- BBC World News
Climate change satellites and artificial intelligence systems look at more than just changes in Earth’s natural patterns from space.
And it is that a group of scientists has found in these technologies a new way to predict cholera outbreaks from above.
Researchers hope that it will eventually help save lives in areas severely affected by this epidemic.
“It’s quite impressive because we can take the pulse of the planet,” he says. Paolo Cipollini, of the European Space Agency (ESA).
“We generally do not think about space and satellites to address health problems, but this is a proposal that is being accepted more and more,” he adds.
The study shows how cholera outbreaks in coastal regions of India can be predicted with a success rate of 89%.
Teams from ESA and the Plymouth Marine Laboratory (PML) collected eight years of existing environmental satellite data and, using artificial intelligence, created a model that predicts where it is likely to spread.
Cholera is a disease generally transmitted by eating food or drinking water contaminated with the bacteria. Vibrio cholerae.
It is found in the coastal regions of the world, especially in densely populated tropical areas.
About half of the cholera cases come from countries bordering the northern Indian Ocean, where the researchers concentrated.
After the changes in the water
The experts used seven different measurements from multiple space satellites to make your predictions.
Initially, they looked for changes in the warm salt water, in which bacteria thrive, as well as increases in plankton that the bacteria can adhere to.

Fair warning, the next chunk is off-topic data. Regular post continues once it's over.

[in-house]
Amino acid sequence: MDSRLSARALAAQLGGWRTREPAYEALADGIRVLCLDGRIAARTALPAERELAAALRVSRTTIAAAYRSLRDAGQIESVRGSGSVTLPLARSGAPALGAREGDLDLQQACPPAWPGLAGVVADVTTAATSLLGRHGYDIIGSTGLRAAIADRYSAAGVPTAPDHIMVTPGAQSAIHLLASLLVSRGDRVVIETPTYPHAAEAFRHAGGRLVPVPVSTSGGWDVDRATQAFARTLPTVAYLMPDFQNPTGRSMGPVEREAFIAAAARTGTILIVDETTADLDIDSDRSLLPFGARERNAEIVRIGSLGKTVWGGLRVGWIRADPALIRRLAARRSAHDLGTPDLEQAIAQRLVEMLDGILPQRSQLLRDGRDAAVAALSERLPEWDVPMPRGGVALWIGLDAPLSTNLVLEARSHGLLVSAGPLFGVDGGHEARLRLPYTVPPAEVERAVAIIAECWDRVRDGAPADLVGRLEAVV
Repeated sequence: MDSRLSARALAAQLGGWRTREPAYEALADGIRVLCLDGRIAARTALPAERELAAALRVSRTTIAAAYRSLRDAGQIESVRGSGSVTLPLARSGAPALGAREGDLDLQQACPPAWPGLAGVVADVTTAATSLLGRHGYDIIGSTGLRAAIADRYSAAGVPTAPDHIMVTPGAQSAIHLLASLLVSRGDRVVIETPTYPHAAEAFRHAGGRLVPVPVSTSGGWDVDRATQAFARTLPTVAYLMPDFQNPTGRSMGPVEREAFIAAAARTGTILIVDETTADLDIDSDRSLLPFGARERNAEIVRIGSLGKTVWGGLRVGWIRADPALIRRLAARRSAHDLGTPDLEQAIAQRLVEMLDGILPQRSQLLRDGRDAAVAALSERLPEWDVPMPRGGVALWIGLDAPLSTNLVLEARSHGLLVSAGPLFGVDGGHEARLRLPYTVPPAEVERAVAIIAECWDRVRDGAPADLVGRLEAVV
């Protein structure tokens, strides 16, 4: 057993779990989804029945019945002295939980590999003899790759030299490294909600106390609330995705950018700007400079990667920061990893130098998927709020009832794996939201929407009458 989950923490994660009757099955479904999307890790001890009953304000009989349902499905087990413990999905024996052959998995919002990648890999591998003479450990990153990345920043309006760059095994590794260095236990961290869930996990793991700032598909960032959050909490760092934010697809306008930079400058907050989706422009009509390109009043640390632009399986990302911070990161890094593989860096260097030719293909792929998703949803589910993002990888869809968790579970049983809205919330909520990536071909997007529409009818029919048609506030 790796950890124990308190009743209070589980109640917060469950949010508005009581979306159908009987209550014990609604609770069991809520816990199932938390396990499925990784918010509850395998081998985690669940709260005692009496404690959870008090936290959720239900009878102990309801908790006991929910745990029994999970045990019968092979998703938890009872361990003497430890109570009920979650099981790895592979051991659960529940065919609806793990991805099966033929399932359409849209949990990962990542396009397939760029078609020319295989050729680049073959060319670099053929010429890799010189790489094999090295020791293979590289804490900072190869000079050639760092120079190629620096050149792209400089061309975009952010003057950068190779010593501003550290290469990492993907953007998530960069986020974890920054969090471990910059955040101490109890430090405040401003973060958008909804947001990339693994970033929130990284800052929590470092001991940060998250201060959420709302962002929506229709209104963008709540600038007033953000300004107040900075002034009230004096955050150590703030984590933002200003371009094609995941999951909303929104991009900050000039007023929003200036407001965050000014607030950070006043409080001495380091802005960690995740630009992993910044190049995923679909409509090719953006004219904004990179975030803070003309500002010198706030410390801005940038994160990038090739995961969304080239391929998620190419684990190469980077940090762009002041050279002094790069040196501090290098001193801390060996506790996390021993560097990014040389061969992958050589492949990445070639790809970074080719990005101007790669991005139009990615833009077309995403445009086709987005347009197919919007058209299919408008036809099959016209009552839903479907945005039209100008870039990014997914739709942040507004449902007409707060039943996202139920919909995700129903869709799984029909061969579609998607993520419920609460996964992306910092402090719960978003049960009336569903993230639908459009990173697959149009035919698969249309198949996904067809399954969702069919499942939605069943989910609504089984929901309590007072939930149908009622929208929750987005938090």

They also measured factors such as heat waves, in which people often go out for a swim, or rain, which could mix polluted and uncontaminated waters.
“What makes our study unique is using such a range of variables,” says researcher Amy Campbell, who worked with ESA and PML to make the prediction model.
“One of the variables, the salinity of the water, is completely new and has been very useful in predicting cholera outbreaks,” he says.
“Ideally, if we can use it to understand when we think these outbreaks are going to occur, we can make sure that services are prepared and that people can mitigate them with vaccination programs in certain areas and overcome them,” he adds.
Scientists believe that climate change and extreme weather events are causing more outbreaks of cholera.
According to the World Health Organization (WHO), there are up to four million cases of cholera each year and up to 143,000 people die from this infectious disease.
While many people have mild symptoms, it can cause severe diarrhea and death within hours if left untreated.
“Young children are often the most vulnerable to water-related illnesses, particularly those under the age of five. Therefore, we hope that having and improving a cholera outbreak forecasting system will reduce the risk to children. they could be exposed to the disease, “says Marie Fanny Racault, a senior scientist at PML.
The scientists found the forecast to be most reliable just before the summer monsoon season, with an accuracy rate of 93.3%.
But they say improvements must be made to increase reliability.
“There may also be socioeconomic factors that confuse our results a bit,” says Amy Campbell.
“Areas without adequate drainage systems could see an increase in cholera regardless of climate change,” he adds.
The economic impact of other diseases such as Covid-19 has taught governments the importance of an accurate prediction of the disease.
This program for predicting cholera from space has not been tested in areas other than India, but scientists hope it is a good starting point to improve prediction, which could save lives in the future.
“We are going to see the use of Earth observation increasingly to the benefit of society, including the spread of disease and the impact of climate change on disease,” says Cipollini.
“It matters who it will protect; it allows us to take actions that will benefit some of the poorest populations.”
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Eddie is an Australian news reporter with over 9 years in the industry and has published on Forbes and tech crunch.